Celeste is the kind of beautiful woman who makes the world stop and stare. While she may seem a bit flustered at times, who wouldn’t be, with those rambunctious twin boys? Now that the boys are starting school, Celeste and her husband look set to become the king and queen of the school parent body. But royalty often comes at a price, and Celeste is grappling with how much more she is willing to pay.
New to town, single mom Jane is so young that another mother mistakes her for the nanny. Jane is sad beyond her years and harbors secret doubts about her son. But why? While Madeline and Celeste soon take Jane under their wing, none of them realizes how the arrival of Jane and her inscrutable little boy will affect them all.
Big Little Lies is a brilliant take on ex-husbands and second wives, mothers and daughters, schoolyard scandal, and the dangerous little lies we tell ourselves just to survive.
…As you can tell, there’s a lot going on in this book! I don’t want to give anything away, but I’ll say a little about it. 1. The first chapter was a little weird to get into just because I wasn’t really sure what kind of story I was about to jump into. 2. Once things get going, it was a difficult book to put down. 3. This is going to make for a dramaaaaatic TV series!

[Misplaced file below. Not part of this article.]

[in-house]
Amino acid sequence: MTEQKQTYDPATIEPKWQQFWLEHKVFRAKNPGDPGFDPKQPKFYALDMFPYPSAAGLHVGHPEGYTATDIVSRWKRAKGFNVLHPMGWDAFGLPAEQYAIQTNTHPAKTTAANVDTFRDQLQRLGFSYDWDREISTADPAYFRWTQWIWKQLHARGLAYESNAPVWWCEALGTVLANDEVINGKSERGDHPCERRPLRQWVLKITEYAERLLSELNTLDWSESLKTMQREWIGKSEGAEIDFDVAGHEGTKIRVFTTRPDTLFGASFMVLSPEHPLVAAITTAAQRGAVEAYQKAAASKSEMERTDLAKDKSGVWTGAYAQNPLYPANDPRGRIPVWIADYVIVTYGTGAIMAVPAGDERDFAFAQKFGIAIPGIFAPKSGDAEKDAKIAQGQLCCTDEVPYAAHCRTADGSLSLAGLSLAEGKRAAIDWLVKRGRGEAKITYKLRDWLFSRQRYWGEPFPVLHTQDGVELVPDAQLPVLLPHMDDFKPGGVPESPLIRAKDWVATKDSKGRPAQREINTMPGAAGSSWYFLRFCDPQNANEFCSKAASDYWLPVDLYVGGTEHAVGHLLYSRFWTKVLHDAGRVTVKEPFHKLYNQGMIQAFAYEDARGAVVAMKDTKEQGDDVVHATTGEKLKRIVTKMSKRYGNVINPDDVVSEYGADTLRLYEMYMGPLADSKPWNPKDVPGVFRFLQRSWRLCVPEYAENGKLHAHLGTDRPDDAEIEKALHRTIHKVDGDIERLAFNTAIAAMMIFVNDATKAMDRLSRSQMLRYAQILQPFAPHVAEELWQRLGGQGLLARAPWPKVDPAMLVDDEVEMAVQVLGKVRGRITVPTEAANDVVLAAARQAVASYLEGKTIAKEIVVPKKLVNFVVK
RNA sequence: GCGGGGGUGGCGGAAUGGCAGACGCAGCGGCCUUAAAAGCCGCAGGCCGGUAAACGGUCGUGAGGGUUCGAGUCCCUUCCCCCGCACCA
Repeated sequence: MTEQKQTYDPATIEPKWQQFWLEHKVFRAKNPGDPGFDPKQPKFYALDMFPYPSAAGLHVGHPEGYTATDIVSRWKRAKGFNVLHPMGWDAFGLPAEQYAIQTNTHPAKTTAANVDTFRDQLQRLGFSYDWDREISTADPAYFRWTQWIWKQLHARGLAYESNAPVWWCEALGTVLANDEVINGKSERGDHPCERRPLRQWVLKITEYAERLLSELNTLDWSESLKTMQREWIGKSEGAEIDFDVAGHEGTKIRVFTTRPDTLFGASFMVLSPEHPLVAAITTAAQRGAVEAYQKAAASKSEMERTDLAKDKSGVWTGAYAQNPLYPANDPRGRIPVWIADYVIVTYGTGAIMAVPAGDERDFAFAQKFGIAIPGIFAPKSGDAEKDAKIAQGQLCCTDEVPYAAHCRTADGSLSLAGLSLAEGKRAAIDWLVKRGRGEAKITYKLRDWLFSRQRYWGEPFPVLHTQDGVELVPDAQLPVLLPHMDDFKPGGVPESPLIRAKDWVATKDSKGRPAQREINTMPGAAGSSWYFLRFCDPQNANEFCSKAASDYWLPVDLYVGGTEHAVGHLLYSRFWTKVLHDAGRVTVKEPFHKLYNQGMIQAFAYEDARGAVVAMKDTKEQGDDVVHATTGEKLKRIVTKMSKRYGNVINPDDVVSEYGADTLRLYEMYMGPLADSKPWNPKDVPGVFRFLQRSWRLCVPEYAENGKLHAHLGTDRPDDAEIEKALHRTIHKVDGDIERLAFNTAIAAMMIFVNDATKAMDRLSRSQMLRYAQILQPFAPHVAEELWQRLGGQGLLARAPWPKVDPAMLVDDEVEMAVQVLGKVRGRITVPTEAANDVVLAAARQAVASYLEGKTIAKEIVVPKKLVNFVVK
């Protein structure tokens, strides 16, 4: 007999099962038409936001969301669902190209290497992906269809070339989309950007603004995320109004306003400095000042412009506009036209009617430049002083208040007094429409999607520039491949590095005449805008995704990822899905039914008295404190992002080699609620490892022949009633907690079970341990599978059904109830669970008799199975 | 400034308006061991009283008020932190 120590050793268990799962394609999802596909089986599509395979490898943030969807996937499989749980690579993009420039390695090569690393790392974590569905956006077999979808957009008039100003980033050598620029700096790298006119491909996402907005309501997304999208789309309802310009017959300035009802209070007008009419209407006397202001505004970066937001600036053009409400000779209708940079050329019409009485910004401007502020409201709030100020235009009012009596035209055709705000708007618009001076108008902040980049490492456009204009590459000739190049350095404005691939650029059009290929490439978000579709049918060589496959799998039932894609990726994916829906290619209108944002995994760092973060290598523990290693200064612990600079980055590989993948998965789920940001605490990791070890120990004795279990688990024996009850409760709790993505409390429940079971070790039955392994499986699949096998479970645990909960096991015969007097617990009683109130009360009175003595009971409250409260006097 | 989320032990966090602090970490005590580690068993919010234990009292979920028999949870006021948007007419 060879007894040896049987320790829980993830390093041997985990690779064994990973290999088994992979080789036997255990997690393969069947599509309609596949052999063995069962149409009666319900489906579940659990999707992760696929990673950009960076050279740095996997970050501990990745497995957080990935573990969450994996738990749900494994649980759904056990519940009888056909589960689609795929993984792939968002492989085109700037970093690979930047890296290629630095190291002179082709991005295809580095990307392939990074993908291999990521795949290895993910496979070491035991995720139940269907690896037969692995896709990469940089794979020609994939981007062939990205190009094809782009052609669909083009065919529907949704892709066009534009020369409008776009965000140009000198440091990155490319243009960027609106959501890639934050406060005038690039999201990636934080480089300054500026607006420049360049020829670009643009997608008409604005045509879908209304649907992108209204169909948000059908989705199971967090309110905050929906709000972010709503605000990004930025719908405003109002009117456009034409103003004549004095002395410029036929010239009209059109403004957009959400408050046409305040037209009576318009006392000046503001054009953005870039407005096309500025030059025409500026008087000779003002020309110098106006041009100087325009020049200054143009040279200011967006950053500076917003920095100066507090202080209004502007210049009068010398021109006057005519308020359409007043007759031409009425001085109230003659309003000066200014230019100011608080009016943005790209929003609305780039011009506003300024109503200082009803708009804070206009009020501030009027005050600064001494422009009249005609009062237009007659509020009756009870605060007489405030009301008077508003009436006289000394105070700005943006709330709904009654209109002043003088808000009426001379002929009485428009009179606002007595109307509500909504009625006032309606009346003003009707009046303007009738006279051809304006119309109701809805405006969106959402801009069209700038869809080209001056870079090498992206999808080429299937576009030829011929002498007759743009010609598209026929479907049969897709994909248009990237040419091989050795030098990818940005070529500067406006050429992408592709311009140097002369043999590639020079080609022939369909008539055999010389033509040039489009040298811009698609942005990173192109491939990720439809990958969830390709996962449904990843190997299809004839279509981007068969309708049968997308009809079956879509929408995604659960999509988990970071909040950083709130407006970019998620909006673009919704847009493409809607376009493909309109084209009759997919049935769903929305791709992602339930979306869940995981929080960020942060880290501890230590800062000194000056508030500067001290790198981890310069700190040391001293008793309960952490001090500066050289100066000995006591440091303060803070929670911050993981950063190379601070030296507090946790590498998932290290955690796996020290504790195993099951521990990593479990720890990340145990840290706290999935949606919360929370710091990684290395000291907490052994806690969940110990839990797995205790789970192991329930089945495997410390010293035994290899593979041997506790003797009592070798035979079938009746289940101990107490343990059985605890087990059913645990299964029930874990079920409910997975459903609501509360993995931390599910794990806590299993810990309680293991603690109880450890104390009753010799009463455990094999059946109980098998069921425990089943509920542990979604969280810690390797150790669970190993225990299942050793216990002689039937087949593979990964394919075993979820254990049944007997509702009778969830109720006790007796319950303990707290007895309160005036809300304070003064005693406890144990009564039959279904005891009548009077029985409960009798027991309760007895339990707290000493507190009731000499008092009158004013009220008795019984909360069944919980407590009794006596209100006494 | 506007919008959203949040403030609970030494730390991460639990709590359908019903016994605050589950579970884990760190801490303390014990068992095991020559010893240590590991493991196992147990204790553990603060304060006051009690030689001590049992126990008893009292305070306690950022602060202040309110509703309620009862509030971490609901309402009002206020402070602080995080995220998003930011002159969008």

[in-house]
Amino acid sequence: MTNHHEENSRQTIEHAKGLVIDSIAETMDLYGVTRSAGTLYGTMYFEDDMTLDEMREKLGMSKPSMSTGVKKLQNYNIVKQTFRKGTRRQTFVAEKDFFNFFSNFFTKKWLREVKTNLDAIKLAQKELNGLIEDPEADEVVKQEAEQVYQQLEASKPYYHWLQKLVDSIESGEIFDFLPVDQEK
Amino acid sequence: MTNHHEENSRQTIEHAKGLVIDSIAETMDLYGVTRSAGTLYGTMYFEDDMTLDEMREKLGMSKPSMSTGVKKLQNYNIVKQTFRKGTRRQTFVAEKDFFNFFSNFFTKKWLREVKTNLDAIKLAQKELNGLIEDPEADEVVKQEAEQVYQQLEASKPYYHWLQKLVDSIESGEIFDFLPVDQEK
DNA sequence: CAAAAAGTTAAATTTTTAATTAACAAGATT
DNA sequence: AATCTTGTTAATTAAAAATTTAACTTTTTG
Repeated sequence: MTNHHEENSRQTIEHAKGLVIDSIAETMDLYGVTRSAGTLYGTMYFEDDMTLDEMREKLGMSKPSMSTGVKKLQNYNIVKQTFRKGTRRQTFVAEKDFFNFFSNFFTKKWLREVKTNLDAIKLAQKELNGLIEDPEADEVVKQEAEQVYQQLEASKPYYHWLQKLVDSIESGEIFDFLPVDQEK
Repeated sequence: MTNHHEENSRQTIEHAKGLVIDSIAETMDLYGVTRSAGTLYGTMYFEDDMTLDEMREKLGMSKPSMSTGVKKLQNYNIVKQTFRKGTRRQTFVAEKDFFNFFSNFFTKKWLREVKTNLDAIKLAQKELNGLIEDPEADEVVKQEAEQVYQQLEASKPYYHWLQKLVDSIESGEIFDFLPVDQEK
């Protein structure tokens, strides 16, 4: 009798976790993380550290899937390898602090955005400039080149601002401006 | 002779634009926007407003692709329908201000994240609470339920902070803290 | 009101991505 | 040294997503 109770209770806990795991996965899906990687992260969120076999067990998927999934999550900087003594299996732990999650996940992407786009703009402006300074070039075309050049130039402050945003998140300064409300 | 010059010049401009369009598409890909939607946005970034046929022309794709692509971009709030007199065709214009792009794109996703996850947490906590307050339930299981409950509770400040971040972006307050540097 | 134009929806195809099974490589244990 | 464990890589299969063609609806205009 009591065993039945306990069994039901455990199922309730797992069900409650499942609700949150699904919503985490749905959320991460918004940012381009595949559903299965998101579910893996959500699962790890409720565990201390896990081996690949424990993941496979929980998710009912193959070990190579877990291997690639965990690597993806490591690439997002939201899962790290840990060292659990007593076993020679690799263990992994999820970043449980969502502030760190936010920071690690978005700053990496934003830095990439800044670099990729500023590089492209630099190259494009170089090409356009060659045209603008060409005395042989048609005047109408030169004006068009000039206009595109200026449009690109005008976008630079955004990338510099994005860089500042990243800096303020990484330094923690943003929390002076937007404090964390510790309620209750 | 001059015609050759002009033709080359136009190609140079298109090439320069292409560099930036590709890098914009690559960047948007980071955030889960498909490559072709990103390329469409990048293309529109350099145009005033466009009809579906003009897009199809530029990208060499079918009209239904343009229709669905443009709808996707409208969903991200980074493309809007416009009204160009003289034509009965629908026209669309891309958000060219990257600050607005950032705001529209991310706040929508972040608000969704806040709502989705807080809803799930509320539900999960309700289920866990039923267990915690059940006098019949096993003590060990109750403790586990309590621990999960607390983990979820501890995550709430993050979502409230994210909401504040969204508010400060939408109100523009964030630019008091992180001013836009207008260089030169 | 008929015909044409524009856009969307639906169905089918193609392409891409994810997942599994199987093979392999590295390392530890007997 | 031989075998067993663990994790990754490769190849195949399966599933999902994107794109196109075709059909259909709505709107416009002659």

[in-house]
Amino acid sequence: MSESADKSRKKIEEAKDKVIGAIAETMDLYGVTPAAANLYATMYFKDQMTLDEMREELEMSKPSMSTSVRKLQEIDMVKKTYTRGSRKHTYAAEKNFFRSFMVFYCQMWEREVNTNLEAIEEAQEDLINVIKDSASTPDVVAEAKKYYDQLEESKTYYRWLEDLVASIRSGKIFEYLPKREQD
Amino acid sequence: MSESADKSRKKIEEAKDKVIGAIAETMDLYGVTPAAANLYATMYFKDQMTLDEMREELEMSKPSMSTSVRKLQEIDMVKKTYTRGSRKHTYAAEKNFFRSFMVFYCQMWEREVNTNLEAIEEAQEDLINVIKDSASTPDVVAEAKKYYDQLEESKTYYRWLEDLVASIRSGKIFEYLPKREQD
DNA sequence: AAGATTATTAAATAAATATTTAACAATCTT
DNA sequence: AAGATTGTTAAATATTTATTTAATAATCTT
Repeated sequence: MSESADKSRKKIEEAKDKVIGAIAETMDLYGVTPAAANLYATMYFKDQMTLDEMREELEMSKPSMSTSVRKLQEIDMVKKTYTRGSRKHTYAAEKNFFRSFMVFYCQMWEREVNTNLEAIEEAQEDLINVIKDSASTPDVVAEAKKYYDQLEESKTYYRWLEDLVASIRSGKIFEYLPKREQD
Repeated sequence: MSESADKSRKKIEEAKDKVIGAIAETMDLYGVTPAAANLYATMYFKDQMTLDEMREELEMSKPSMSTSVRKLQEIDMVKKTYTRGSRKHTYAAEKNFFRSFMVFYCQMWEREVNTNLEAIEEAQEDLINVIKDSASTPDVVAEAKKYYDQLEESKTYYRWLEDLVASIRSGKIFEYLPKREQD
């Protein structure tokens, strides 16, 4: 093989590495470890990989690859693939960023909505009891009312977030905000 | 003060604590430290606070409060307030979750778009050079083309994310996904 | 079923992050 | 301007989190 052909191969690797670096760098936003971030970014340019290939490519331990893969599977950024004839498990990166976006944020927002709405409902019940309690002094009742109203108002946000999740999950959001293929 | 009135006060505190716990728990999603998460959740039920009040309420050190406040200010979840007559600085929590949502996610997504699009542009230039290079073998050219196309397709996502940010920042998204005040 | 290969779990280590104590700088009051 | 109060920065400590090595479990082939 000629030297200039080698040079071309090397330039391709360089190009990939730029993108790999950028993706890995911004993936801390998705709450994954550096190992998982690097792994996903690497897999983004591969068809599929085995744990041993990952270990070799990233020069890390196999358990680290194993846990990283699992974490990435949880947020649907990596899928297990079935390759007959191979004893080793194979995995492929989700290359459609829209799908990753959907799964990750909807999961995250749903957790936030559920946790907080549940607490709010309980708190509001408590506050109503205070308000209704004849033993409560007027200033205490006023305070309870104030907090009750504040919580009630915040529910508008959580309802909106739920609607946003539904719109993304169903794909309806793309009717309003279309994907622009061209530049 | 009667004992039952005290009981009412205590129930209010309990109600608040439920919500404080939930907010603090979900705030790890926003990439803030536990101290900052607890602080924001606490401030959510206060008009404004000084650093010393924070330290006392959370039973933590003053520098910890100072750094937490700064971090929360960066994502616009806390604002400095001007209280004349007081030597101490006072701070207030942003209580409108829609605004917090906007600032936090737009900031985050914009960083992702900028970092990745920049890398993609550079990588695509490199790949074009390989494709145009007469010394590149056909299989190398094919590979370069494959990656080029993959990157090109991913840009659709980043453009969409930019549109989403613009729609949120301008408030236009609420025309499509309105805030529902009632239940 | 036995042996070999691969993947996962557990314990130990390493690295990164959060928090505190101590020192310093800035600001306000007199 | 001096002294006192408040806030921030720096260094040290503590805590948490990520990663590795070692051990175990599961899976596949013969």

Without being obvious about it, this book really talks a lot about society in terms of class/financial status, the behavior of children, marriage, and keeping up appearances. I would definitely recommend this book!
So, I’m not sure if this is weird or not, but I actually purchased this book (I usually get all of my books from the library), and since I’m dabbling into minimalism, I was going to put it in my donate pile. But if I’ve got a reader out there that would like my (very gently used copy) – simply become a fan of The Bitter Lemon Facebook page, and leave a comment that includes a book recommendation for me, and I’ll draw a number this weekend for the winner. Cool?
The next book Blanche’s Book Club will be reading is “Today Will Be Different” by Maria Semple. Want to read along with us? Simply start reading and leave comments on the blog, or contact me through social media @OrangeJulius7 to get the book chatter going. The joys of non-committal book clubs!